I am feeling a deep sorrow these days. It is not the sort of sorrow that cuts deep, leaving you raw and all cried out. Rather, there is a solitude in it. I can describe it as the sort of peace that comes over as you successfully, effortlessly maintain a back float in deep water. To do this, one has to relax into it and trust the water to hold them. It is a sort of balancing of the scale. The sky is above, clouds quickly rushing to form shapes and then dissipate, and the water below, an entire world teeming with life underneath you.

I knew him for seven days seventeen years ago. I’m sure I ran into him in the hallways of the high school prior to and beyond that, but our real time together only filled seven days. Somewhat by fluke, we went on a canoe trip together. The youth group was organizing it and I ended up in a group with my best friend and four other people. There were two male chaperones. Our canoe trip was to the Boundary Waters – we were to portage to our campsites, carrying our canoes and packs, and then canoe between islands. I had never been to the Boundary Waters before and it was no joke. We hiked for miles and canoed for even more. We pitched tents at dusk on the rocky islands and we strung our food up in the trees to avoid bears visiting. We were exhausted and sore and had to work together. We bonded quickly.

He was goofy and frankly, kind of irritating in a high school boy kind of way. He was a little cocky and professed to know how to do everything. We teased him and he made digs back. I have a single picture of him with a silly grin on his face, he’s shirtless and has an ax in his hand, piece of firewood in front of him waiting to be split. He’s got a baby face, a farmer’s tan and he wears his baseball cap backwards.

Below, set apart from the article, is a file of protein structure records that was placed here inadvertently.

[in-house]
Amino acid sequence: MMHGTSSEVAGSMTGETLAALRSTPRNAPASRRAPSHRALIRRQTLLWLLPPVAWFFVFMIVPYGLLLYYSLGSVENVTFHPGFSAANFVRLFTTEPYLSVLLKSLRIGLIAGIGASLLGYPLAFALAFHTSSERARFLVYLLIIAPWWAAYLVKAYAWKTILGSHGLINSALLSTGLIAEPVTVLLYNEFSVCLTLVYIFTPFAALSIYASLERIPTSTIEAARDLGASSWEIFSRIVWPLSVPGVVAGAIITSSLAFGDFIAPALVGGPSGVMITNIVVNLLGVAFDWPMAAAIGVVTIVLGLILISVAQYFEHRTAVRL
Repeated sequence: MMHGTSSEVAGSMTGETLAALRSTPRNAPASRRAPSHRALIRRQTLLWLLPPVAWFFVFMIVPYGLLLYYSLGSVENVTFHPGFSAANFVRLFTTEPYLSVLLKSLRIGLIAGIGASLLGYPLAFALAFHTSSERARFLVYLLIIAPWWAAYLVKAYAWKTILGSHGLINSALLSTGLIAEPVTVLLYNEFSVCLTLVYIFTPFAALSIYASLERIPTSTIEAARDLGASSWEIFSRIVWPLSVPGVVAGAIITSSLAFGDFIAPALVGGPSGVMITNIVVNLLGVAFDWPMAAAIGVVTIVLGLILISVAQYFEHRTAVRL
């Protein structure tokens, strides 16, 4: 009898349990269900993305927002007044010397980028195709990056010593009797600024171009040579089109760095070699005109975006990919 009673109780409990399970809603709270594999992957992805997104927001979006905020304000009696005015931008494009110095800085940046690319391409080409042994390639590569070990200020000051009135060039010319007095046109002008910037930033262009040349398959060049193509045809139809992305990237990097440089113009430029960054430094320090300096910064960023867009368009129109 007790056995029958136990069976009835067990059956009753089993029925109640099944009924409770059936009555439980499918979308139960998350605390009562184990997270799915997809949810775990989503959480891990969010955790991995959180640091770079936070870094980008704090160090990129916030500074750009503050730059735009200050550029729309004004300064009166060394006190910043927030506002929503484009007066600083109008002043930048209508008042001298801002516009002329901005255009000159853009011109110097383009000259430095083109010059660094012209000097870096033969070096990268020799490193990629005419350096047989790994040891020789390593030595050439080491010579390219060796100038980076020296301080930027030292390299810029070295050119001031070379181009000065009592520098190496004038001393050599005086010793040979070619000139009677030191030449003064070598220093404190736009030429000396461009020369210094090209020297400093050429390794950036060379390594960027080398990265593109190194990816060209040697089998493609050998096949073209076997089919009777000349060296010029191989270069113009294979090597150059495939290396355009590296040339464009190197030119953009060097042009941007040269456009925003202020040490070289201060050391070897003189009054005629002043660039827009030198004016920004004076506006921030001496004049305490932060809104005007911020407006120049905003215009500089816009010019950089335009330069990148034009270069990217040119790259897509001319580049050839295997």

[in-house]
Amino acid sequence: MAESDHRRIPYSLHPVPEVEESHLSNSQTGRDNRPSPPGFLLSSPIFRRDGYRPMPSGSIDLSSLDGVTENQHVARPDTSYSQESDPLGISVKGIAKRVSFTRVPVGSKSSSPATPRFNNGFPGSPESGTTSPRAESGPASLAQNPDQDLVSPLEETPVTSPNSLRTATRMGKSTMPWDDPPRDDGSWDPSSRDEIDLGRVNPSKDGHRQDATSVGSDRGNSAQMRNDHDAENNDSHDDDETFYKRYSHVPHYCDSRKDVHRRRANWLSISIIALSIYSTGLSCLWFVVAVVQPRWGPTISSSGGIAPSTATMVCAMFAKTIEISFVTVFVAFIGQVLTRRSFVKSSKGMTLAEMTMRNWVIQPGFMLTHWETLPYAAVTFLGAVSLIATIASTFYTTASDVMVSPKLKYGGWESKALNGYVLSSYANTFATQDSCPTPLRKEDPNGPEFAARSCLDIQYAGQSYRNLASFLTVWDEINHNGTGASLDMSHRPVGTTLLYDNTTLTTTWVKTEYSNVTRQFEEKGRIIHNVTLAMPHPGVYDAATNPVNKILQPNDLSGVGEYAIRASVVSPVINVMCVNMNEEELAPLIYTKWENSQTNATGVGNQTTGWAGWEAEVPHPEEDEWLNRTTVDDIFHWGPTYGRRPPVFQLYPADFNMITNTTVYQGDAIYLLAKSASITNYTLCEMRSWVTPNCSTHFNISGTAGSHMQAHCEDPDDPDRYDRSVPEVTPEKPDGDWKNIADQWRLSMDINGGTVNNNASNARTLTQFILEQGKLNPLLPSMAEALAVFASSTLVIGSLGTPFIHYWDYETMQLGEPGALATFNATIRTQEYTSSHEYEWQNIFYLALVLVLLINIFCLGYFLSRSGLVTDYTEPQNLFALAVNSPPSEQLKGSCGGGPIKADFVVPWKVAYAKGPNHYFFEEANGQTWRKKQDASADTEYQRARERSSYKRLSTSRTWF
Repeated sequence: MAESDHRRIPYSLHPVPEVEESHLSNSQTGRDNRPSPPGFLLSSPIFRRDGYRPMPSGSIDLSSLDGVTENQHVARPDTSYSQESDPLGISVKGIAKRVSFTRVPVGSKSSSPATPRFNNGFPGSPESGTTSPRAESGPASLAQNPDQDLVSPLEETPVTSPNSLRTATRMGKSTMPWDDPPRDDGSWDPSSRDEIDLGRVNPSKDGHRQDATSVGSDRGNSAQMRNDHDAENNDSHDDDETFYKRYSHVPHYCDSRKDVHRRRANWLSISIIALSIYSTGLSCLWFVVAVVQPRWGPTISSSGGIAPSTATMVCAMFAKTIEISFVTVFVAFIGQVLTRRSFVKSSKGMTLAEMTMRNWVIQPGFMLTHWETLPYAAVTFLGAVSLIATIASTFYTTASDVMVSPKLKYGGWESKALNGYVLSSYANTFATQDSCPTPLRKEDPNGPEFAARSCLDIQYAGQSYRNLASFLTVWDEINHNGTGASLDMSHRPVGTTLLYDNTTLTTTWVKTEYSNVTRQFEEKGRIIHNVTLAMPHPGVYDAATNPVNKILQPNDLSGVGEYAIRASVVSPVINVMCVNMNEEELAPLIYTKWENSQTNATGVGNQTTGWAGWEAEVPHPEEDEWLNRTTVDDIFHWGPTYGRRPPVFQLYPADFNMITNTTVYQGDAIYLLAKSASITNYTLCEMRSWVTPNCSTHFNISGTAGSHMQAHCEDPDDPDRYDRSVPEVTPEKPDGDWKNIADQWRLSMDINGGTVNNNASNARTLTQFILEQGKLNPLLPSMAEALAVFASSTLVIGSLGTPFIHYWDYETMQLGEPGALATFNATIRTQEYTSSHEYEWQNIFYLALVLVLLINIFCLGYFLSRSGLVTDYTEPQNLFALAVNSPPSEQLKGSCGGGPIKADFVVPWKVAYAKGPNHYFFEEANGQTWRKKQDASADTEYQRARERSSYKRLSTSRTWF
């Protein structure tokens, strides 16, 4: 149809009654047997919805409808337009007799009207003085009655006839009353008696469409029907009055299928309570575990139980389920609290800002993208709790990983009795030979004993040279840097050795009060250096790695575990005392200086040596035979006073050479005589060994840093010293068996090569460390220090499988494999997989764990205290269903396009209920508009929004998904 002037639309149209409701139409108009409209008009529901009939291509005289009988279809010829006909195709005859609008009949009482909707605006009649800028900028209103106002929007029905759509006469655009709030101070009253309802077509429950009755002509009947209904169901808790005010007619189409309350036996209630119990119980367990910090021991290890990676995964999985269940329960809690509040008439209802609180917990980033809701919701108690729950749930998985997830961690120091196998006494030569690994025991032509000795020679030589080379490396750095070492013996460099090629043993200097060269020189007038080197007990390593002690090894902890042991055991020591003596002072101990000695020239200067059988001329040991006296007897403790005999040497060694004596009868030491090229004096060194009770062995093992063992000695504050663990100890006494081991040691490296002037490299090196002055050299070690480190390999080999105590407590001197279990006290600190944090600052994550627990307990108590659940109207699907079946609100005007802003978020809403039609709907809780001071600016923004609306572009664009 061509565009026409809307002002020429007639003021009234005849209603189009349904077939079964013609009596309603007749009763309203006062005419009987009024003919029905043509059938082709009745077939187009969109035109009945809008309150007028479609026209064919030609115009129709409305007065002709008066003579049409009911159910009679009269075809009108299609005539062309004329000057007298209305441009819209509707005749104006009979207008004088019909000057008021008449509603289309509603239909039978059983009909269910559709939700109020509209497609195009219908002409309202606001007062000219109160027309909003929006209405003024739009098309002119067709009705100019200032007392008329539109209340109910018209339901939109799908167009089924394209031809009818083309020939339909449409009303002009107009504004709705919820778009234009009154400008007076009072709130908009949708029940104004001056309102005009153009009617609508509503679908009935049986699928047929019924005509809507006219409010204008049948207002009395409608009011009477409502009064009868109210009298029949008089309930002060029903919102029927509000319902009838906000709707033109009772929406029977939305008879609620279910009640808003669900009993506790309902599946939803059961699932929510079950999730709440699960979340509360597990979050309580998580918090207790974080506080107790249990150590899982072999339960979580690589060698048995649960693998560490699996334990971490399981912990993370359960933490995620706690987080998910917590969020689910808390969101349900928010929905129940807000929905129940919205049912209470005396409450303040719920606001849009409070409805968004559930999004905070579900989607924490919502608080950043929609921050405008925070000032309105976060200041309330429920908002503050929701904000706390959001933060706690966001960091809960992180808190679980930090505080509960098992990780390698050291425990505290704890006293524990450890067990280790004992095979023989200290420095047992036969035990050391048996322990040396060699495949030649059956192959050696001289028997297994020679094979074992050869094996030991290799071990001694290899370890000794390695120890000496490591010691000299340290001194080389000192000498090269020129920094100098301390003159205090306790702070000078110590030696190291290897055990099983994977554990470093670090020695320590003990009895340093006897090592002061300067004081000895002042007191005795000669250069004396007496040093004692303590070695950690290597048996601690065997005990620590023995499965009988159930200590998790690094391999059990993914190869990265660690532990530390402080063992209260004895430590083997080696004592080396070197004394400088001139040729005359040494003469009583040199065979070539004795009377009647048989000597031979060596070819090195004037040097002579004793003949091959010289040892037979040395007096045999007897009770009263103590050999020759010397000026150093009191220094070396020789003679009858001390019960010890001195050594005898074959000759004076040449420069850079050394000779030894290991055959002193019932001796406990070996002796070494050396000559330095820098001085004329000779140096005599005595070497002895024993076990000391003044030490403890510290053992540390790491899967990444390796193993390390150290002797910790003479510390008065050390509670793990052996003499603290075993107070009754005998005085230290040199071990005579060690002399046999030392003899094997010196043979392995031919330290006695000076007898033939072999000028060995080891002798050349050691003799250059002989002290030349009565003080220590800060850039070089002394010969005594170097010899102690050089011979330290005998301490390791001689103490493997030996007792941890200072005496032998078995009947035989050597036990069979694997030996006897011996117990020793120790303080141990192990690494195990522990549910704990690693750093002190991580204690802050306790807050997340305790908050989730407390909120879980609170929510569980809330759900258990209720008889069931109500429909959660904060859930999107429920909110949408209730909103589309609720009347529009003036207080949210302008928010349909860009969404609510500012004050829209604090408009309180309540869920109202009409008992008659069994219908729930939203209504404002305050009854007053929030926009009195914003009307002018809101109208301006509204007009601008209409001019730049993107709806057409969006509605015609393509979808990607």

About a week ago when I was looking at facebook, something popped up in my feed with his name attached. It was a benefit that someone was putting on. I contacted the person and found that he had been diagnosed with very serious cancer about three weeks prior. I was shocked and in disbelief. I verified over and over that it was truly him. Many times over the past seventeen years, I have gone through my old “film” pictures and each time I would encounter those ten pictures from that trip to Boundary Waters. Each time I would think about throwing them as I hardly knew most of the people in them. Why did I keep them? But I always tucked them back in the box, committing them to memory once again. When I heard his name a week ago, the first time I’ve heard it in so many years, instantly I saw the picture. Even upon seeing a recent picture of him, I could only think of him as that young boy, life ahead of him.

On Sunday he died. I have the picture of him sitting near my candles, he appears even more vibrant there. I feel somewhat self-indulgent and overdramatic writing this. Is my life truly changed because he is no longer on this earth? Do I have any right to attach sorrow to this? Shouldn’t I leave that for his family? But this line of thinking seems to assume that there is a limit to the amount of allowable sorrow; that there is a quota to be reached and once it is, no more can be had. No, my life isn’t directly changed without him here but the world is changed as it is with every death; the gears must learn to shift differently

So I sit in a kind of shiva. I am not Jewish and neither was he, but this idea of mourning and helping the dead pass over resonates with me. I take deep breaths and exhale loudly. I let my body relax and I float.

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